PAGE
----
The Relocators and Hani Malik: Relocating Music in Bahrain
Bahrain is not renowned for its contemporary music scene either within the Middle East or beyond the region, but that is slowly changing with the emergence of a new generation of musical talents, many of whom have been promoted by local enterprise MuseLand Records. Arie Amaya-Akkermans looks at two up and coming Bahraini acts: The Relocators and Hani Malik.
Little is known about the music scene from Bahrain, although some specialist and ethnographers might have heard occasionally about ‘Sawt’, a popular bluesy genre influenced by African, Indian and Persian music and native to Bahrain and Kuwait since the early 20th century, or the more traditional Khaleeji and Fidjeri styles. Contemporary sounds on the other hand, have received scant attention and perhaps do not have the reception that poetry and abstract painting have had in the kingdom. Nevertheless, contemporary music from Bahrain debuted in the 1980s with the progressive rock band Ossiris and the 2000s have brought about a new generation of musicians oscillating between metal, hard rock and alternative/progressive rock, similar to the Lebanese underground of the mid-to-late 90s.
The cultural context of Bahrain, however, together with the accessibility of technology and new media, and the sometimes cosmopolitan, sometimes constricted space of the Arabian Gulf, paved the way for very different foundations and results. The Elham Collective, founded in 2009 to give a boost to the country’s art scene, greatly contributed to the growth of the modest music scene and returned in 2013 with a new project: MuseLand Records, a Bahrain-based label committed to promote young talents from the country; in a way complementing a host of institutions that have emerged in Bahrain in the last fifteen years, including two international art galleries, a number of smaller local galleries, and an annual festival run by the Ministry of Culture, among others.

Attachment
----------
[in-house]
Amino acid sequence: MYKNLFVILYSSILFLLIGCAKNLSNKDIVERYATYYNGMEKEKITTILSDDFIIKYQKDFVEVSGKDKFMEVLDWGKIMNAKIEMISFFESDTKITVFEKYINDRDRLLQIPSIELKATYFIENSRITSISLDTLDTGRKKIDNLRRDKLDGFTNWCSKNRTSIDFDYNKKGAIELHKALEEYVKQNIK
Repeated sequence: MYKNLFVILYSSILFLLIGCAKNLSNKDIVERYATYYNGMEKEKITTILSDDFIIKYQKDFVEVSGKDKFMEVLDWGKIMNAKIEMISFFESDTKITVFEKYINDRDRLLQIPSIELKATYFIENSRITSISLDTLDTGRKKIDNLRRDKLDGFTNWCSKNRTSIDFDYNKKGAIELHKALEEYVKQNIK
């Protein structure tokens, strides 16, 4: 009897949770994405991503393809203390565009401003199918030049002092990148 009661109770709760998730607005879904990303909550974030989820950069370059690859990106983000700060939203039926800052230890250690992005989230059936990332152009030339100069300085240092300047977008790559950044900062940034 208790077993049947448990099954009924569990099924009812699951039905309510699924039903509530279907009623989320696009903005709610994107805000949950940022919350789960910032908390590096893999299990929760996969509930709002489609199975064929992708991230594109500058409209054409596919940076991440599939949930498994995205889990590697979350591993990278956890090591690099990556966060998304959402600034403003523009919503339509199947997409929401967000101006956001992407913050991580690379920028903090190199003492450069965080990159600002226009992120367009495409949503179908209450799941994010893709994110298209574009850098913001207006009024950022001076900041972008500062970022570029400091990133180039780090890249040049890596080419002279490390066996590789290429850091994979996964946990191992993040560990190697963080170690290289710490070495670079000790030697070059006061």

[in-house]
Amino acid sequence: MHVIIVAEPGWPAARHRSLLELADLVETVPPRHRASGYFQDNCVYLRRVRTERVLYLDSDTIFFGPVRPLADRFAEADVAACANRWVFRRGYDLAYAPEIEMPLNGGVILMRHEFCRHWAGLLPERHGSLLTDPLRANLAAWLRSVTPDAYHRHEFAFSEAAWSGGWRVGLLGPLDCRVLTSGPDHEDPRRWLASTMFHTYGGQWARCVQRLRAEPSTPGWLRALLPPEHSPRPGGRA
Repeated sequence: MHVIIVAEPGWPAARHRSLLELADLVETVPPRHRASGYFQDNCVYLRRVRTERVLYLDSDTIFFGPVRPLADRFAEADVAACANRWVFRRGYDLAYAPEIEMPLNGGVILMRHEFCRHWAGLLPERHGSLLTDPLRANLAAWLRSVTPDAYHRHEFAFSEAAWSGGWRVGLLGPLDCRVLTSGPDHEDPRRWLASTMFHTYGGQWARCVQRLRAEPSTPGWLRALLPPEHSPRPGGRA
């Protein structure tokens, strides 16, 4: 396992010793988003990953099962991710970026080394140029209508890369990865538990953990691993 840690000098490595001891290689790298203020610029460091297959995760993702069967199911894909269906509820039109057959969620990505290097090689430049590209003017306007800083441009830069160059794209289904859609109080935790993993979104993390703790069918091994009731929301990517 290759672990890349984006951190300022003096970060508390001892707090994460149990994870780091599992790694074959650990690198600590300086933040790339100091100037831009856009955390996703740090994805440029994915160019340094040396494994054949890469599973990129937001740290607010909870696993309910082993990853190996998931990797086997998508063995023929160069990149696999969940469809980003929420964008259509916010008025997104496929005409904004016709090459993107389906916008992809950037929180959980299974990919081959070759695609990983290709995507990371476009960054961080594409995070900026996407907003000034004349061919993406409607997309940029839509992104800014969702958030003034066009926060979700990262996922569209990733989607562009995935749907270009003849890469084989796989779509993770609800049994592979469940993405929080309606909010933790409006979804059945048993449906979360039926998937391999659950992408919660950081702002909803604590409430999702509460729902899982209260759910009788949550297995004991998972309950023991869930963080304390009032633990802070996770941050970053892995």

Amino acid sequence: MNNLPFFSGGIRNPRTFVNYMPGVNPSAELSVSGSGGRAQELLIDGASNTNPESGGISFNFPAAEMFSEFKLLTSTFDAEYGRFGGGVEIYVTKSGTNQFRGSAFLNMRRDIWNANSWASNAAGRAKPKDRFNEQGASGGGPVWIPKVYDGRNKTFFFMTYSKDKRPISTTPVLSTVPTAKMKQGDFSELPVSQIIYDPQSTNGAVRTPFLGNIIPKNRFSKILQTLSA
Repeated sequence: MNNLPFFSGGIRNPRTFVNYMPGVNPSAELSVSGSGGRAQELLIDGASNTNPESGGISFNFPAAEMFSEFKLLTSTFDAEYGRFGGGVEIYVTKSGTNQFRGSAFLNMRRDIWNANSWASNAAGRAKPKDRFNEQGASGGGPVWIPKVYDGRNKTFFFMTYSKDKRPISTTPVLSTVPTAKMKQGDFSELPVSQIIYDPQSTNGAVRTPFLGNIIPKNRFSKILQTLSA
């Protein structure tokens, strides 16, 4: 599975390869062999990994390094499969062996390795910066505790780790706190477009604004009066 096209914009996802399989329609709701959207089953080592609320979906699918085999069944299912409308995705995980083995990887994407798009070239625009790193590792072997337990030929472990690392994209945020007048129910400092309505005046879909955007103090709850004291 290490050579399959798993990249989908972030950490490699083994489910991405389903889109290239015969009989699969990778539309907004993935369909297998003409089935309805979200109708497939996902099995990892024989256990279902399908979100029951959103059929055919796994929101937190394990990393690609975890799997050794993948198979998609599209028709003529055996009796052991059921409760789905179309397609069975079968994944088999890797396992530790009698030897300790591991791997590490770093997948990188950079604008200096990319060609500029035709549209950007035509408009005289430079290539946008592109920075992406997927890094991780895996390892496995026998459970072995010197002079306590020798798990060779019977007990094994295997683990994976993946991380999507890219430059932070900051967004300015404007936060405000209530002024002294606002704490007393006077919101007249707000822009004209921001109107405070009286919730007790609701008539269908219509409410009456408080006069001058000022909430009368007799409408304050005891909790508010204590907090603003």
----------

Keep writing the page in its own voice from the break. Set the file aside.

MuseLand records launched this year with the 3rd volume of a compilation of the same name, featuring some of the emerging talents from Bahrain and the region in a variety of sounds ranging from pop to alternative rock to folk, Indie and experimental. Favorites from the selection were the band The Relocators and solo singer composer Hani Malik, who have launched careers of their own, with debut albums. Belonging to a new generation of English-speaking Bahrainis, largely exposed to the ‘contemporary’ and performing for a different audience, less traditional and more cosmopolitan, The Relocators and Hani Malik profile themselves as trend-setters in the nascent music scene of a young country, a transit point of different cultures and nationalities, at the crossroads of the Middle East and South Asia.
The Relocators’ self-titled EP debuts with five songs somewhere between raw and alternative, with noticeable influences from Blues and progressive rock. Performing in verse-chorus forms within a loose acoustic ensemble, their spontaneous semi-acoustic sounds border on the grunge music of the 1990s but in elaborate dynamic contrasts where guitar and drums are prominent. Embedded in harmonious lyrics out of which short-timed extended lengths are born, the songs allow ample room for improvisation. Complex structures are built almost intuitively out of simple parts and without the symphonic and often orchestral sound of rock; their tracks also retain the casual ability of modern pop to engage through repetition of samples but without the electronic aura.